In the ongoing health care industry battle about who is responsible for rising costs, consumers continue to be caught in the middle, facing increasing out-of-pocket costs.
There are many reasons for skyrocketing drug prices, but 1,000-percent-plus price-hikes on 40-year-old drugs, like the hikes on the cancer drug Lomustine – which has no generic equivalent – over the past five years are unacceptable, especially given its life-saving role in treating brain tumors and Hodgkin lymphoma. Drug prices are also being forced up by policies being adopted by health plans and pharmacy benefit managers (PBMs) determining how they apply the copay coupons many pharmaceutical companies offer to help low- or moderate-income Americans pay for the drugs they need. With copay adjustment – or accumulator adjustment – programs, insurers no longer allow drug copay coupons to count towards patients’ deductibles.
Rising out-of-pocket medication costs for senior citizens on Medicare are also a significant concern. Ipsos/CQC research found an overwhelming majority (92 percent) of adults aged 65 and older believe lowering out-of-pocket health care costs should be a top priority for Washington, and 53 percent of older adults say they are frustrated by out-of-pocket prescription drug costs. An effort is currently underway in Congress to reduce the Medicare Part D out-of-pocket cap on prescription drugs for beneficiaries who do not qualify for the Part D low-income subsidy program from unlimited cost-sharing to a cap of $3,100 in total out-of-pocket costs in 2022. While an out-of-pocket cap will be welcomed, more than $3,000 in out-of-pocket costs for Medicare beneficiaries, half of whom had annual incomes below $26,000 in 2016, is still quite significant.
Real-life #rxfail examples:
Accumulator Adjustment Programs
Last year, Kristin Catton’s health insurance plan changed the way it handles the payments that the drugmaker makes to help her with the $3,800 per month copay for a medication to control her multiple sclerosis symptoms and prevent flare-ups. Before, the drugmaker’s payments counted toward her family’s $8,800 annual pharmacy deductible, meaning her deductible would be met by the time she met the drug company’s copay assistance cap for the year, at which point the insurance company will begin to cover the cost of the drug. With her insurer’s copay accumulator program, once Kristin meets the copay assistance cap from her drugmaker, she alone is responsible for the per month copay until she reaches her nearly $9,000 deductible, an amount she can’t afford to pay. She put the first month’s copay on her credit card and is exploring options like taking her medication every other day and in her words, “winging it until I can figure out what to do.”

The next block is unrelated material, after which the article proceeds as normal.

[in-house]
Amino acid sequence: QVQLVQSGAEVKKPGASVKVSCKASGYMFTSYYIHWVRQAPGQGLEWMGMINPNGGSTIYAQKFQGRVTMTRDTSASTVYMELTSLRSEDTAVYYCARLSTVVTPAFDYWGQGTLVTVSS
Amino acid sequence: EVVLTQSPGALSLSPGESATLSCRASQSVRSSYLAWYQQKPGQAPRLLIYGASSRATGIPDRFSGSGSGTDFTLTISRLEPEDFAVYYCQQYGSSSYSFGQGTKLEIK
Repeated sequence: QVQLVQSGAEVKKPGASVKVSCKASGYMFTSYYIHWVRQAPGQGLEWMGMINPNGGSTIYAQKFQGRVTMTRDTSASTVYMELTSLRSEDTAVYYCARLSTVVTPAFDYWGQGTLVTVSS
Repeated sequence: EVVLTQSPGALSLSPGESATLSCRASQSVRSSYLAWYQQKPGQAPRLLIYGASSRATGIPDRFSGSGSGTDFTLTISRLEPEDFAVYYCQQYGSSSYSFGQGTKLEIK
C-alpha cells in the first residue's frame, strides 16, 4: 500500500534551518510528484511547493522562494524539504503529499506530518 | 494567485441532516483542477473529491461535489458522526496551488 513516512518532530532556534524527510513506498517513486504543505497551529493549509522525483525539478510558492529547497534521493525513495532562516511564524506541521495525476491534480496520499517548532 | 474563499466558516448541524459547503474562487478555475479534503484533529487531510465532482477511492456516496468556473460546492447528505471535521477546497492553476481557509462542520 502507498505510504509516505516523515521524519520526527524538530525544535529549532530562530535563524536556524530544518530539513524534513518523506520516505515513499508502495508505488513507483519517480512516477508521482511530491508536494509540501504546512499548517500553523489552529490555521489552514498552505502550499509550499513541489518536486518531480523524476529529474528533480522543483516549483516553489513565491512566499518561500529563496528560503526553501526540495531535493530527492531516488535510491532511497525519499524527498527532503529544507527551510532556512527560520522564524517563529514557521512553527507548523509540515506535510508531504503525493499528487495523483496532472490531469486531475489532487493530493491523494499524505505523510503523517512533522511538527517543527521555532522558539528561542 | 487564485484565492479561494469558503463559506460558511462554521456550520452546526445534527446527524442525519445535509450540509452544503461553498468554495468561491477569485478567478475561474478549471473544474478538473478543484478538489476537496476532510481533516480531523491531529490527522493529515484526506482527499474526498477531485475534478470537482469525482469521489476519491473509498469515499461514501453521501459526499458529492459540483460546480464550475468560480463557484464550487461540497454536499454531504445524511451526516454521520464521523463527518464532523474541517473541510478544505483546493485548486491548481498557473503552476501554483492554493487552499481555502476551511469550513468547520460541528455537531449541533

Medicare Part D
Tod Gervich has multiple sclerosis and gets regular injections of Copaxone to prevent relapses. He is used to the injections and managing his condition, but the costs continue to pile up. Because there is no cap on Part D, Tod is one of the countless older Americans, particularly those with chronic diseases, struggling to afford the thousands of dollars in out-of-pocket drug costs they are faced with every year.
What you can do:
A 2018 survey of large, multistate employers showed that 17 percent had a copay accumulator program already in place and revealed that 56 percent were considering them for 2019 or 2020. If your plan limits your ability to use a coupon to help pay for your prescription medications, you should file an appeal with your insurance company and speak up about how harmful accumulator adjustment programs can be by contacting your state insurance commissioner.
Several proposals are under way addressing Medicare Part D out-of-pocket caps. Consumer organizations and consumers should follow these issues closely and support positive legislative efforts.
80: Percent of American consumers who believe pharmacists should be able to inform customers at the point of sale if there’s a way to save money on a prescription.